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Why You Should Be Drinking Off-Dry and Sweet German Wines

If you were tempted to stop reading the minute you read the words “sweet wine,” hear us out—no other region in the world does wines with residual sugar like Germany. The country’s off-dry and sweet wines—most of which are crafted from the Riesling grape—can be exceptionally delicate, wildly complex, or mind-blowingly luscious. After all, the most expensive wine ever sold was a sweet wine from legendary German wine producer Egon Müller.

In fact, off-dry and sweet wines from Germany tend to be back-pocket secrets of every sommelier. With just the right balance of acidity and sugar, these wines can pair with a huge assortment of foods, from super savory ramen to spicy Szechuan and classic barbecued meats. Here’s a primer on the off-dry and sweet wines of Germany with pro tips on pairing them with food.



Let’s start with the basics: How can wine be dry in the first place? What does it mean for a wine to be sweet? And what the heck does “off-dry” mean?

Generally, all of these terms relate to the amount of residual sugar—that is, sugar that has not been converted into alcohol during the fermentation process—in a wine and how well we can taste it. Technically, a dry wine is one that contains less than 9 g/L of residual sugar—sometimes none at all.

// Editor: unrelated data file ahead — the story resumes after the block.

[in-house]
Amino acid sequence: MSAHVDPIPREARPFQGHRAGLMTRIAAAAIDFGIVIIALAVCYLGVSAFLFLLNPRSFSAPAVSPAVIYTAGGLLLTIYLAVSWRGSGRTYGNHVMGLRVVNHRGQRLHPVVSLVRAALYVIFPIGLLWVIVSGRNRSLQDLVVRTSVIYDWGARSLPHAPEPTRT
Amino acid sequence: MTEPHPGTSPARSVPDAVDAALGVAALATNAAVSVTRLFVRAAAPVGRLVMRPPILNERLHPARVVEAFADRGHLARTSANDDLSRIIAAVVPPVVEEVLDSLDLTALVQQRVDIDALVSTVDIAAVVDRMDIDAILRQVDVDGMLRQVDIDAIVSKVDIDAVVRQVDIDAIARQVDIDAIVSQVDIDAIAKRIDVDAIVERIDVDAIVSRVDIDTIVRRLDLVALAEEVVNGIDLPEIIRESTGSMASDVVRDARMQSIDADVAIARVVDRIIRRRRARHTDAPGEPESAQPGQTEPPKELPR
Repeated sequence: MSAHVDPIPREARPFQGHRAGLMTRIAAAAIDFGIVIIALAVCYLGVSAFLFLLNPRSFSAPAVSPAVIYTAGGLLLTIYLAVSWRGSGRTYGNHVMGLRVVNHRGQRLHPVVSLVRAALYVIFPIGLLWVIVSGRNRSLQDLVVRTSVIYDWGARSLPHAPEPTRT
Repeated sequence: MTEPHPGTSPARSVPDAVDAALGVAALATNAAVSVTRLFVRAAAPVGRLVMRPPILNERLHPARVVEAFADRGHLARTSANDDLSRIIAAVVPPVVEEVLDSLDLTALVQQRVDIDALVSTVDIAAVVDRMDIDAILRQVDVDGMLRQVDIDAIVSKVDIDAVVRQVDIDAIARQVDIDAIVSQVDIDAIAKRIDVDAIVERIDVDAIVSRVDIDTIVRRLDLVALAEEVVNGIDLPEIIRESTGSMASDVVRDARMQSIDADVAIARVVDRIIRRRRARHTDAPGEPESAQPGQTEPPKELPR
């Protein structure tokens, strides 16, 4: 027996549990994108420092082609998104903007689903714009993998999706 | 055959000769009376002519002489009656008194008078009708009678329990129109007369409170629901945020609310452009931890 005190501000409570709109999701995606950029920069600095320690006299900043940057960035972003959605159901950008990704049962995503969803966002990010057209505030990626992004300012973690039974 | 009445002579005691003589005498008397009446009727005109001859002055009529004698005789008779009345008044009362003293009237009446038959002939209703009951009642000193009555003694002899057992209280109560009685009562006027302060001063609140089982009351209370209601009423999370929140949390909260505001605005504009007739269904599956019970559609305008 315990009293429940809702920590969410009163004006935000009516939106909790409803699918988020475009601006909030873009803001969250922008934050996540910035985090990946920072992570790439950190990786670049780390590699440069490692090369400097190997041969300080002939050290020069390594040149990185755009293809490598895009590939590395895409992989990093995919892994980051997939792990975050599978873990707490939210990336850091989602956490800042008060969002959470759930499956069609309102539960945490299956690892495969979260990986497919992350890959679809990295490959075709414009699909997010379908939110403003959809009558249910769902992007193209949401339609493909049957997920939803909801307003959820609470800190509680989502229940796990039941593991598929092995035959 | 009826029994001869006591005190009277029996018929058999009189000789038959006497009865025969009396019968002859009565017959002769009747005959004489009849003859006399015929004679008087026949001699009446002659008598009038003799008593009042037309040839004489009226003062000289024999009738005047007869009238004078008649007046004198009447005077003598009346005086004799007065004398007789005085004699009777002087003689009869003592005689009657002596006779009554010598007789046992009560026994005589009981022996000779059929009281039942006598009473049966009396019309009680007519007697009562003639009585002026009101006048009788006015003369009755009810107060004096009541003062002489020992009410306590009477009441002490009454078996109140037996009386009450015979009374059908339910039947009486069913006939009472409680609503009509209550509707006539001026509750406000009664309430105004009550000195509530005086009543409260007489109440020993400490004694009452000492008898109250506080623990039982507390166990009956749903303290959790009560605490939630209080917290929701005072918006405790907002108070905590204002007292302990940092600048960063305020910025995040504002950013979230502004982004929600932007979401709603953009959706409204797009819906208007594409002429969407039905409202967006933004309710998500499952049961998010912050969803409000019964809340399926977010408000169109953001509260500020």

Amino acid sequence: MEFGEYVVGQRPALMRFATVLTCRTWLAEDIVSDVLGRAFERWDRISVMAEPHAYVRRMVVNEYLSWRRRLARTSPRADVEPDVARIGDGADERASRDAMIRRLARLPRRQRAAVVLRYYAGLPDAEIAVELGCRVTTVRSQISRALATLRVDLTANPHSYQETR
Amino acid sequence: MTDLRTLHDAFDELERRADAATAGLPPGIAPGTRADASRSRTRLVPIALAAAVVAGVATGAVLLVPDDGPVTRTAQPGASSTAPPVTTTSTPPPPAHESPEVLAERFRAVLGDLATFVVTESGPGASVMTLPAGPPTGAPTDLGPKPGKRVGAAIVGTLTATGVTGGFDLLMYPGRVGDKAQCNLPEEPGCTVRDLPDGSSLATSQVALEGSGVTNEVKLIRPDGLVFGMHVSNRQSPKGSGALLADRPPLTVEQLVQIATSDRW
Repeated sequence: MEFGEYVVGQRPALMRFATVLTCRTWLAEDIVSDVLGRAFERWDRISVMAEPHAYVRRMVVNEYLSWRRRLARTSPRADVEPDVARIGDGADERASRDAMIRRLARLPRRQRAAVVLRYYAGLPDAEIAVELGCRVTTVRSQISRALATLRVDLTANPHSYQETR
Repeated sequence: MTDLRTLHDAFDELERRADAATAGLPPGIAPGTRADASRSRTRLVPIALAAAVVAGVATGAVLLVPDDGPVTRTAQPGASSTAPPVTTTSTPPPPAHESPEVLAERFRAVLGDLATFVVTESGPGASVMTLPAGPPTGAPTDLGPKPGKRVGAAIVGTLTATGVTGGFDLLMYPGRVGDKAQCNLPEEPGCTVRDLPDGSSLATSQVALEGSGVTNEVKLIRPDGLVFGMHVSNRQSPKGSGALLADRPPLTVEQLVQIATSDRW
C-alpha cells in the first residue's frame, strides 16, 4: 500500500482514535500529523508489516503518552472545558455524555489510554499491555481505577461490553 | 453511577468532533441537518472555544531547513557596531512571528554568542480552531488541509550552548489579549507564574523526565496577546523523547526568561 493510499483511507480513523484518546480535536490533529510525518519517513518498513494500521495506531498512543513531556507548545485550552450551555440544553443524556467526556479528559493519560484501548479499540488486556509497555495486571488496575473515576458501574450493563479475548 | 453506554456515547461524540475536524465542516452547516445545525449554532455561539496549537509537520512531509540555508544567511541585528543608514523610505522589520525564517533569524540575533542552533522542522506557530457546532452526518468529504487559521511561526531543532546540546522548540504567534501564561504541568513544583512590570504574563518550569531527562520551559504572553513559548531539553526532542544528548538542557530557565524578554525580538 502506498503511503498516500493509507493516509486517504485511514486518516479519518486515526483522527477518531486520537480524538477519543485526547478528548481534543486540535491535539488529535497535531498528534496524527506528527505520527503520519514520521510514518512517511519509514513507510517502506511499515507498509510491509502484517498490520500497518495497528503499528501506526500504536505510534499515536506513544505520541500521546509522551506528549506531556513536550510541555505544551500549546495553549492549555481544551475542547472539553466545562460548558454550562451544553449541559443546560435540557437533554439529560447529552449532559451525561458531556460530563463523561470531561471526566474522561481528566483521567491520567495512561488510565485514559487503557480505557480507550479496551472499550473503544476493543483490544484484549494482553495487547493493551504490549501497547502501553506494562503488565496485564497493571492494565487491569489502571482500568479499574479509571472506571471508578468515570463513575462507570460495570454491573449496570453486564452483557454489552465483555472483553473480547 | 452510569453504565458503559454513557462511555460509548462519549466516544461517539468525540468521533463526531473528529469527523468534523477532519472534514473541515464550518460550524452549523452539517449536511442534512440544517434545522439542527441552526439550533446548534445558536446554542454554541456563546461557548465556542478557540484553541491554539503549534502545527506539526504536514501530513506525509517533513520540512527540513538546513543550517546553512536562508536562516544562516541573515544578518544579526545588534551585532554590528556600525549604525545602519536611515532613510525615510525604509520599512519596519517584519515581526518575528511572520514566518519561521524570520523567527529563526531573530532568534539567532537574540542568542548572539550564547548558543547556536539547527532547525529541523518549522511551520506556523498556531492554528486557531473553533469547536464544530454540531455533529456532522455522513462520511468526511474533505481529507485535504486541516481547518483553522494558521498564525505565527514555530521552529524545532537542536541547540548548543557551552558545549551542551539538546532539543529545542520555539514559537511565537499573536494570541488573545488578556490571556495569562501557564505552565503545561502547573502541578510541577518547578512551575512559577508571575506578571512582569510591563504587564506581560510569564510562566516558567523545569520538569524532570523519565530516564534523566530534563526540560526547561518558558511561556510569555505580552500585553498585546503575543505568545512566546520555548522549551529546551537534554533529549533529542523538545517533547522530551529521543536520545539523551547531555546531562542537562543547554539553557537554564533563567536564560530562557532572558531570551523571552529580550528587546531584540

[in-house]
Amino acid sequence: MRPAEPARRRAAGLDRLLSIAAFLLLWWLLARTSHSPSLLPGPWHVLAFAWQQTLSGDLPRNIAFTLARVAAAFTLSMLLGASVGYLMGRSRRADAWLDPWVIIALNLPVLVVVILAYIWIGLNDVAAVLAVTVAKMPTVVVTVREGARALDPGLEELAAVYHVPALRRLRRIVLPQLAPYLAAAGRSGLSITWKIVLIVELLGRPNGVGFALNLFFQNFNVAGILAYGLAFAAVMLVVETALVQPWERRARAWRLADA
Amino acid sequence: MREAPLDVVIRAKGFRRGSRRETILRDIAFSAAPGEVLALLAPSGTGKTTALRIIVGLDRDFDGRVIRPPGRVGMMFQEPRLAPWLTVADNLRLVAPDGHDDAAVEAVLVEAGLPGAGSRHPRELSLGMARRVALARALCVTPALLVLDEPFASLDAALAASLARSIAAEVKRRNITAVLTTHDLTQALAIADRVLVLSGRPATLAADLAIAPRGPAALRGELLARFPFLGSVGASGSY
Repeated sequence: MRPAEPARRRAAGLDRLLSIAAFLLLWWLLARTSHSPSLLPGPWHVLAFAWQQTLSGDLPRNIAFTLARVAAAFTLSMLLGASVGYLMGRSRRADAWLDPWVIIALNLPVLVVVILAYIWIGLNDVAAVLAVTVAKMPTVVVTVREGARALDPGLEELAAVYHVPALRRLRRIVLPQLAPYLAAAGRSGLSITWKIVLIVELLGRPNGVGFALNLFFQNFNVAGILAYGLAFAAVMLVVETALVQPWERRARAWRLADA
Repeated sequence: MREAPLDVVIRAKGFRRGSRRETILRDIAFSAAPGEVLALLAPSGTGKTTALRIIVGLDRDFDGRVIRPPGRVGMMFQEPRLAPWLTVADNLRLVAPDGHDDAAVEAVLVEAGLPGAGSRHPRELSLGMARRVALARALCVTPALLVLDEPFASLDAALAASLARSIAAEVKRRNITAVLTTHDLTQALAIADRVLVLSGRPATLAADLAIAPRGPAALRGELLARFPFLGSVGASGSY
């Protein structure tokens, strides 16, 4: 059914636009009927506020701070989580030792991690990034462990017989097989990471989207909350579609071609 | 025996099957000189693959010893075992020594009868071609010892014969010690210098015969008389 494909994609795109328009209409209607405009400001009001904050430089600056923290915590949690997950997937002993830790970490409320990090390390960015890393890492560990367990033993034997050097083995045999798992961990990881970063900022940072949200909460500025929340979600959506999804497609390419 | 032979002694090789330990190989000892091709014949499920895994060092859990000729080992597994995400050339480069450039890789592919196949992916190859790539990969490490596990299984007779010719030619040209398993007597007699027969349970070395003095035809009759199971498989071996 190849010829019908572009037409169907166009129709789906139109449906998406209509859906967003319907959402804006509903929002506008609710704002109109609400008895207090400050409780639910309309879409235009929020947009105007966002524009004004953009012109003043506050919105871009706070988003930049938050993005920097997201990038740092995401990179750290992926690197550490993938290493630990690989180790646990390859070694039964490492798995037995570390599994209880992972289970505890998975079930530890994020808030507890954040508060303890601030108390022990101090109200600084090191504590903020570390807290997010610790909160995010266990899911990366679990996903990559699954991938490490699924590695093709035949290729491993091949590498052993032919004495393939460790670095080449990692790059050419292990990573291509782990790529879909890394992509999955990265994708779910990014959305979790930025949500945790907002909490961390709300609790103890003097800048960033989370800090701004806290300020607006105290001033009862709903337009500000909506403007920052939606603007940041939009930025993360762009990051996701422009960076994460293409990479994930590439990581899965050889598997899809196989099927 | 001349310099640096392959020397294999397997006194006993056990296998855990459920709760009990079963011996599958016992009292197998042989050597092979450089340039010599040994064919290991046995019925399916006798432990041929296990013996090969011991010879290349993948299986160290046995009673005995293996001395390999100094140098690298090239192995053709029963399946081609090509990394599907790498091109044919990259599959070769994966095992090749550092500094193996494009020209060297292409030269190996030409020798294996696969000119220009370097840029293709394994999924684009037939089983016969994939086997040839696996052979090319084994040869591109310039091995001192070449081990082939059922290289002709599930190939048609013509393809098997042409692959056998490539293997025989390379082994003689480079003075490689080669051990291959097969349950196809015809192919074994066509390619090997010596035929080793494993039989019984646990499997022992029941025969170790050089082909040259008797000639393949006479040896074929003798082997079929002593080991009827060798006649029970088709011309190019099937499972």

However, sweetness isn’t all about residual sugar. Many factors can affect the perception of sweetness in wine, particularly acidity—something that is key when talking about German wines. Acidity acts as a kind of counterbalance to sugar, so when a wine has high acidity—as Germany’s Riesling wines often do—a wine with residual sugar may not taste sweet at all. Many wines that we dub “dry” are actually “perceptibly dry”—wines that we cannot taste any sweetness in.

 This is the more important piece to focus on—not the actual grams of residual sugar left in a wine, but how much sweetness we can taste. California Cabernet Sauvignon, for instance, rarely has less than 4 g/L of residual sugar, but it is still a dry wine. 

Sweet wines, therefore, are ones that contain noticeable sweetness. This encompasses a wide spectrum, however—a wine with 50 g/L of residual sugar will taste far less sweet than one with 300 g/L. That’s why some people use terms like “medium-sweet” and “lusciously sweet” to differentiate. (According to German wine law, a wine may be called “sweet” if it has 45 g/L of residual sugar or more.)

 That leaves us with the somewhat vague term of “off-dry.” Essentially, off-dry wines (which may also be called “semi-dry”) have a light sweetness to them; some say that when taking a sip, they start off sweet but finish dry. Many German wines fall into the off-dry category (about 21 percent, to be specific).




If you’re still somewhat skeptical of sweet German wine, you’re not alone. 

Before the 20th century, German wines were, as a whole, quite dry and very high in quality. 

But amidst the setbacks of phylloxera and two world wars, German wine production was decimated. Vines were planted on flat land, rather than higher-quality (and difficult-to-work) hillsides, which resulted in more neutral, less ripe grapes. Winemakers added sugar to compensate for this lack of quality, and by the 1980s, the result was a sweet wine labeled as Liebfraumilch and exported in abundance around the world—including to the U.S.

The sweet German wines available on the market today are nothing like the ones of the past. Crafted with attention and care, and with characteristically high acidity and loads of flavor to balance the residual sugar, these German wines will change any preconceptions you may have about the quality and deliciousness of the country’s sweet wines.